Busan International Film Festival Gets an Extreme Makeover
Asia’s largest cinema event boasts new name, home and leadership as part of a 'long-term master plan.'
BUSAN, South Korea -- The 16th edition of Asia’s largest cinema event sees the beginning of a new era — in addition to its updated acronym from PIFF to BIFF, it is also getting a new home, being spearheaded by new leaders and taking on new challenges.
The festival finally has an exclusive venue with the opening of the Busan Cinema Center, a “gravity-defying” structure by Austria-based Coop Himmelblau that has altered Busan’s cityscape by pushing boundaries of architec- tural experimentation.
This new beginning also marks an end, as founding director Kim Dong-ho stepped down from leading the event for its first 15 installments.
“The festival had been synonymous with Kim Dong- ho,” said commissioner Lee Yong-kwan, who now helms the festival alone after having co-directed the event with Kim. “now that he has retired, the festival really sees the
beginning of a whole new era — to grow under new wings. Having a new home and new name really symbolizes this great change. To be honest, making up for Mr. Kim’s absence is enormous pressure.”
Kim on the other hand feels a sense of relief. “BIFF has grown into Asia’s largest film festival, and I can resign with a feeling of reassurance, though not without some feeling of regret; I feel like I’m marrying off a daughter I raised with care,” he said.
BIFF will see enormous structural and logistical changes with the opening of the Cinema Center, as screenings will be limited to it and a hand- ful of theaters in the Haeundae area. Such transformations also extend to its business and academic initiatives as well.
This year BIFF will introduce an all-in-one market — the Asian Project Market (formerly Pusan Promotion Plan), Asian Film Market and Busan International Film Com- mission (BIFCOM). All had previously been held separately in different venues, but this year they will open simultane- ously at the Busan BEXCO from Oct. 10 to 13.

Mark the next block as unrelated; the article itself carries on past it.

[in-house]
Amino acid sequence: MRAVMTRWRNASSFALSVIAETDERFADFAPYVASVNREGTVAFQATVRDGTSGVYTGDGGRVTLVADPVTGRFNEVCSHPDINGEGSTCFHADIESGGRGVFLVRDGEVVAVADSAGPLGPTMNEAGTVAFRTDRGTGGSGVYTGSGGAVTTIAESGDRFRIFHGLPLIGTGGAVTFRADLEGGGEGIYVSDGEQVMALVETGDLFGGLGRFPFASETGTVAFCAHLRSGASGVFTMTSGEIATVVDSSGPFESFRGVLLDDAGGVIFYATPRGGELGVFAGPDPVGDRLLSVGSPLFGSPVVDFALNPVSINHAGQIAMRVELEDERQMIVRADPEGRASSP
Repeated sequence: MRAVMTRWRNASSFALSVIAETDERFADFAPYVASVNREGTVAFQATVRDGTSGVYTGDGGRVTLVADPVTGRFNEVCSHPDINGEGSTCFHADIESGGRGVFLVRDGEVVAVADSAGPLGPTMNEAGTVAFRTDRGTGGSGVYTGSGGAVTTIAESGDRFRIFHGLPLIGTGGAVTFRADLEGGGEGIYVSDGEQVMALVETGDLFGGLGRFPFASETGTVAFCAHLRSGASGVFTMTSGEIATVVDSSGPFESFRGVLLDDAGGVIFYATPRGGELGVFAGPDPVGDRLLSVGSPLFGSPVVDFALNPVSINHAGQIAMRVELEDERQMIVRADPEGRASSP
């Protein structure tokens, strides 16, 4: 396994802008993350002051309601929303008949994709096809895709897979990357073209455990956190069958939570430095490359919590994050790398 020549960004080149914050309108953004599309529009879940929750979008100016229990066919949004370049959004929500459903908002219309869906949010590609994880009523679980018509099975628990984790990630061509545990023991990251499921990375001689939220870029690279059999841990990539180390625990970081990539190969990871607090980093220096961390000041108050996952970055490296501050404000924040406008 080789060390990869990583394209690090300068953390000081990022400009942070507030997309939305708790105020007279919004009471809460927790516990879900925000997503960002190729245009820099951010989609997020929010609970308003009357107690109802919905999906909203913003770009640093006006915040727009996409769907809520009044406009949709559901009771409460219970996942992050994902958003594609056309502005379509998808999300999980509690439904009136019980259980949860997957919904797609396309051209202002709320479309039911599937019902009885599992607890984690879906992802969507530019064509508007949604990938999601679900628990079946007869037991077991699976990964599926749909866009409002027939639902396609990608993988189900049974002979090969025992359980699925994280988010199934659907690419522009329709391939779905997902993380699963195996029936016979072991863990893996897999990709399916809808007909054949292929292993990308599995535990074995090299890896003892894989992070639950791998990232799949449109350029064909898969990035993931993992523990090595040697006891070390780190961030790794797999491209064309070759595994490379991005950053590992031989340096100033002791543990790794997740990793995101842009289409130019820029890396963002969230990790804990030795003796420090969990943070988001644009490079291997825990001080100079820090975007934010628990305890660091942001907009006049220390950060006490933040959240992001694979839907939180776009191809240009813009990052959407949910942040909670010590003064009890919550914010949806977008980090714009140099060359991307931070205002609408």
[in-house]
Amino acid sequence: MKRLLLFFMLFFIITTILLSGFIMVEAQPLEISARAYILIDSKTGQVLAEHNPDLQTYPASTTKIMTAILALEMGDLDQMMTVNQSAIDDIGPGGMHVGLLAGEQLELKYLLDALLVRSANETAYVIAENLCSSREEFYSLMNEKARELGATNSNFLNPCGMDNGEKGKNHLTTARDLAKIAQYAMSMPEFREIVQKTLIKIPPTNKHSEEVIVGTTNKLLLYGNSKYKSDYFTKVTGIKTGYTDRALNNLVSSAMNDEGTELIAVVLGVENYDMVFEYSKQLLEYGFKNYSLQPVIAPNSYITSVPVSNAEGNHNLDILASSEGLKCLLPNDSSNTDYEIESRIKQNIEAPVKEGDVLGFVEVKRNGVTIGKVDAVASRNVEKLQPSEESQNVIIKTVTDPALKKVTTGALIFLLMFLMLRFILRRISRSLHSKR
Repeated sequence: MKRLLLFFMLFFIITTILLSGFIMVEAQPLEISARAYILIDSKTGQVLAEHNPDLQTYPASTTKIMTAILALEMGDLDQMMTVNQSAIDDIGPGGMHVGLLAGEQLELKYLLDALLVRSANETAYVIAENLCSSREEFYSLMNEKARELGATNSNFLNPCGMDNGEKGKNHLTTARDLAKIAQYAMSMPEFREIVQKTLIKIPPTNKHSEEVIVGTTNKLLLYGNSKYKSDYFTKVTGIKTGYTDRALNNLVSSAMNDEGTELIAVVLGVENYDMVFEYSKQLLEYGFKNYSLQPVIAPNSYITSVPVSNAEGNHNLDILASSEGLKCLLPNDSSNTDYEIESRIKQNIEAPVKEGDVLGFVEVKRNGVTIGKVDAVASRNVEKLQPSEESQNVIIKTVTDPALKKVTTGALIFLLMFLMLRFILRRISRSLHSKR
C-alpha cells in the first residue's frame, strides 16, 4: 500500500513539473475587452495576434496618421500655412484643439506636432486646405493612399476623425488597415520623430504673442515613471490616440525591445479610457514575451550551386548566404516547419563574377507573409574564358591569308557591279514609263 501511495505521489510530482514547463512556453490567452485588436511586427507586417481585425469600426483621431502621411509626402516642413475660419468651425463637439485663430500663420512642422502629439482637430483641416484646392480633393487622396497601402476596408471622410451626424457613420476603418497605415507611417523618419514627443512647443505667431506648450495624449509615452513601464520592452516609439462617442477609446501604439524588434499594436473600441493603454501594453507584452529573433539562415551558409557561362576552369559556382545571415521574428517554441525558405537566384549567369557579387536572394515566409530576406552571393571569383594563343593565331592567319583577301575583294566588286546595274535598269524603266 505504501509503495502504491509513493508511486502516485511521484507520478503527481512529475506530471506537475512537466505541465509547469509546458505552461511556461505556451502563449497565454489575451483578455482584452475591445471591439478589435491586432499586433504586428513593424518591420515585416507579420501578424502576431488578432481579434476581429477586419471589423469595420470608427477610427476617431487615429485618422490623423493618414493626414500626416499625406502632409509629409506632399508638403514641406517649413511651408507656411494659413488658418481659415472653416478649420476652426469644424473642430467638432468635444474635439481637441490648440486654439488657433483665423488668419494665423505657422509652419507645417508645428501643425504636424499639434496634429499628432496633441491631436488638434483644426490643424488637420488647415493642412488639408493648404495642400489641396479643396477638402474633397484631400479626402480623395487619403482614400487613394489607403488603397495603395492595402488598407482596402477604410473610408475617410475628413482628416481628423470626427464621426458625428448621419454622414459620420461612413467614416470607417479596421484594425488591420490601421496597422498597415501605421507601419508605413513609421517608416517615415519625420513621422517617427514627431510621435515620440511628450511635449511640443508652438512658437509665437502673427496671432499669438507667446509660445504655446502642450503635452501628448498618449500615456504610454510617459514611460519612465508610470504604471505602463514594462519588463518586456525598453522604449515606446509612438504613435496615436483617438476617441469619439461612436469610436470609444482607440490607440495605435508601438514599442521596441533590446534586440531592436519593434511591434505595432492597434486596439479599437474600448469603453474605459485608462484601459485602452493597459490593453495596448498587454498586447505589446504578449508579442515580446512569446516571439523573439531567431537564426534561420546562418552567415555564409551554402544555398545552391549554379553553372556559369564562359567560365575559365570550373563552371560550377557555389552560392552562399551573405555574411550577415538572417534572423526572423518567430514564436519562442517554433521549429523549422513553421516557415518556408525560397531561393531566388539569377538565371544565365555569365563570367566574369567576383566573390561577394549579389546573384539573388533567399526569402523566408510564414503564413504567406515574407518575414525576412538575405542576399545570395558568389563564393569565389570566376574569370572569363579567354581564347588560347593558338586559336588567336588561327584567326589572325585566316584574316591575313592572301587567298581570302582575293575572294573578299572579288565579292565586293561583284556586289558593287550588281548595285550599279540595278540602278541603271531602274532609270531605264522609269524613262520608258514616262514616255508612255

“We have reached a certain level of success as a festival, but the market has not been as successful,” Lee said. “We hope the expansion will contribute to the success of the market.”
According to organizers, the number of participating sales booths and market screenings has gone up considerably, with the number of sales booths up by 67 percent compared to 2010, while the ratio of participating firms saw a 14 percent increase.
As for market screenings, compared to last year’s presen- tation of 39 works shown over 47 screenings, 60 films will be presented over 64 sessions this year. These will be offered in six rather than four theaters like in 2010.
The Asian Film Market will also offer online screenings. Last year the cyber service was limited to PC users but is now available for Mac OS, as well as smartphones and digital tablets.
The festival is also aiming to strengthen its reputation as an event for theoretical and academic discourse.
While the festival has focused on the development of the film industry and networking, there hasn’t been much effort in creating a platform for theoretical and academic discourse, says Lee. “We felt the need for more networking opportuni- ties on a scholarly level.”
And so it will inaugurate the Busan Cinema Forum, an academic event for film- makers and scholars. This year, leading French industry magazine Les Cahiers du Cinema will spearhead the event with seminars and conferences, including an Oct. 11 discussion about the future of filmmaking in Asia attended by three of the region’s top cineastes: Thailand’s Apichatpong Weerasethakul and Hong Sang-soo and Bong Joon-ho, both from Korea.
The Institute also plans to promote cooperative projects between the indus- try and academic sectors later in the year. revenue- generating endeavors the institute has in mind include expansion of online, IPTV and cable services that allow fans to watch Asian art house movies 365 days per year, instead of just the duration of the festival.
“This is all part of a master plan that will take a long time to realize,” said Lee. “In the meantime, however, educational initiatives such as the Busan Cinema Forum will serve as a test. The response has been quite positive, though, and the number of registrations for the forum is much more than we ever imagined.”
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